“You who force your neighbor to drink wine 1 are as good as dead 2 – you who make others intoxicated by forcing them to drink from the bowl of your furious anger, 3 so you can look at their genitals. 4
"Woe to him who gives drink to his neighbours, pouring it from the wineskin till they are drunk, so that he can gaze on their naked bodies.
"Woe to you who make your neighbors drink, Who mix in your venom even to make them drunk So as to look on their nakedness!
"How terrible it will be for you who make your neighbors drunk! You force your cup on them so that you can gloat over their nakedness and shame.
"Who do you think you are--inviting your neighbors to your drunken parties, Giving them too much to drink, roping them into your sexual orgies?
A curse on him who gives his neighbour the wine of his wrath, making him overcome with strong drink from the cup of his passion, so that you may be a witness of their shame!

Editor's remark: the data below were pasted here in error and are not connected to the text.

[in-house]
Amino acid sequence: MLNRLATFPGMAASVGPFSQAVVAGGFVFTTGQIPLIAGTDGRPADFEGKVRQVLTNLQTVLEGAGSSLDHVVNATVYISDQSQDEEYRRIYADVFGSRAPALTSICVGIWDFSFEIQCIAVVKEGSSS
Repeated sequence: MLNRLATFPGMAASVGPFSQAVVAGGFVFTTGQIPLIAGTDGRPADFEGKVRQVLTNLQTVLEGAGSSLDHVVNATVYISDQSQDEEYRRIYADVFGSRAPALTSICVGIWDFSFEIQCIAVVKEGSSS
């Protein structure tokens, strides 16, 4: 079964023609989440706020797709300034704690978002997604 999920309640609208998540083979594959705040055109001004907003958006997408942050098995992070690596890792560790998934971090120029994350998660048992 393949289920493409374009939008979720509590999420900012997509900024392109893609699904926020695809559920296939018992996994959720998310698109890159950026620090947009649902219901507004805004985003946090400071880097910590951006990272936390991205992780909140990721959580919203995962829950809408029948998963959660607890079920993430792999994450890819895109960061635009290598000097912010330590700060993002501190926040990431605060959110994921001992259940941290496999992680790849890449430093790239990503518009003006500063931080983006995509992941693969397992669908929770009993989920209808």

"Alas for you who make your neighbors drink, pouring out your wrath until they are drunk, in order to gaze on their nakedness!"
"Woe to him who gives drink to his neighbor, Pressing him to your bottle, Even to make him drunk, That you may look on his nakedness!
unto him that giveth his neighbour
to [him], and makest [him] drunken
also, that thou mayest look
on their nakedness
|NET © [draft] ITL|
“You who force your neighbor
wine are as good as dead– you who make
by forcing them to drink from the bowl
of your furious anger, so
you can look at
|NET © Notes||
1 tn No direct object is present after “drink” in the Hebrew text. “Wine” is implied, however, and has been supplied in the translation for clarity.
2 tn On the term הוֹי (hoy) see the note on the word “dead” in v. 6.
3 tc Heb “pouring out your anger and also making drunk”; or “pouring out your anger and [by] rage making drunk.” The present translation assumes that the final khet (ח) on מְסַפֵּחַ (misapeakh, “pouring”) is dittographic and that the form should actually be read מִסַּף (missaf, “from a bowl”).
sn Forcing them to drink from the bowl of your furious anger. The Babylonian’s harsh treatment of others is compared to intoxicating wine which the Babylonians force the nations to drink so they can humiliate them. Cf. the imagery in Rev 14:10.
4 tn Heb “their nakedness,” a euphemism.
sn Metaphor and reality are probably blended here. This may refer to the practice of publicly humiliating prisoners of war by stripping them naked. See J. J. M. Roberts, Nahum, Habakkuk, and Zephaniah (OTL), 124.